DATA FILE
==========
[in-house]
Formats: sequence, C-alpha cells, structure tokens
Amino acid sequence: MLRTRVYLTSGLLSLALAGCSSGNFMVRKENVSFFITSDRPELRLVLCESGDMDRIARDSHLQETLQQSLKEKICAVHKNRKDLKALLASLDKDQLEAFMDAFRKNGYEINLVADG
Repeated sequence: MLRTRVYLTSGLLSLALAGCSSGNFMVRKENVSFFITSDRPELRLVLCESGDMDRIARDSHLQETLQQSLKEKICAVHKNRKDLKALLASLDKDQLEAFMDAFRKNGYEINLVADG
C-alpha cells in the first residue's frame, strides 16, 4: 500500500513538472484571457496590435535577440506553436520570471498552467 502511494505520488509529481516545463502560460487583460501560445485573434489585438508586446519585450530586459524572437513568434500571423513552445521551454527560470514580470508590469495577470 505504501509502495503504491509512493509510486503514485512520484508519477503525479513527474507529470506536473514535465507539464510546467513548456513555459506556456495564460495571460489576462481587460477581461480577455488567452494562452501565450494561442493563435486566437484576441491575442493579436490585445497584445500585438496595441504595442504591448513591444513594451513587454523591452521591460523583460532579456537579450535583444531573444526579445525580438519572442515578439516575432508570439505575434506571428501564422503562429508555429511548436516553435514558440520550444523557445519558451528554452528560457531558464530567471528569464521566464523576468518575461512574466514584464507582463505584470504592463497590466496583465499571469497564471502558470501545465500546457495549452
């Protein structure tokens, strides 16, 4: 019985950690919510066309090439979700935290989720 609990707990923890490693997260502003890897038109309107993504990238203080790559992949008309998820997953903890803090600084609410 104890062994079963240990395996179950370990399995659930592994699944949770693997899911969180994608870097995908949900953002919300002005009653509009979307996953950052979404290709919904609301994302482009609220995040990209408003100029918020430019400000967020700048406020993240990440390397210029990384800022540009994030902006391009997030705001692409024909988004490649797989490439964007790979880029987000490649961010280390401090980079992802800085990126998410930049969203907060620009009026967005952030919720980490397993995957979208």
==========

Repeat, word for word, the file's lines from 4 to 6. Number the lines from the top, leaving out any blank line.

Repeated sequence: MLRTRVYLTSGLLSLALAGCSSGNFMVRKENVSFFITSDRPELRLVLCESGDMDRIARDSHLQETLQQSLKEKICAVHKNRKDLKALLASLDKDQLEAFMDAFRKNGYEINLVADG
C-alpha cells in the first residue's frame, strides 16, 4: 500500500513538472484571457496590435535577440506553436520570471498552467 502511494505520488509529481516545463502560460487583460501560445485573434489585438508586446519585450530586459524572437513568434500571423513552445521551454527560470514580470508590469495577470 505504501509502495503504491509512493509510486503514485512520484508519477503525479513527474507529470506536473514535465507539464510546467513548456513555459506556456495564460495571460489576462481587460477581461480577455488567452494562452501565450494561442493563435486566437484576441491575442493579436490585445497584445500585438496595441504595442504591448513591444513594451513587454523591452521591460523583460532579456537579450535583444531573444526579445525580438519572442515578439516575432508570439505575434506571428501564422503562429508555429511548436516553435514558440520550444523557445519558451528554452528560457531558464530567471528569464521566464523576468518575461512574466514584464507582463505584470504592463497590466496583465499571469497564471502558470501545465500546457495549452
């Protein structure tokens, strides 16, 4: 019985950690919510066309090439979700935290989720 609990707990923890490693997260502003890897038109309107993504990238203080790559992949008309998820997953903890803090600084609410 104890062994079963240990395996179950370990399995659930592994699944949770693997899911969180994608870097995908949900953002919300002005009653509009979307996953950052979404290709919904609301994302482009609220995040990209408003100029918020430019400000967020700048406020993240990440390397210029990384800022540009994030902006391009997030705001692409024909988004490649797989490439964007790979880029987000490649961010280390401090980079992802800085990126998410930049969203907060620009009026967005952030919720980490397993995957979208």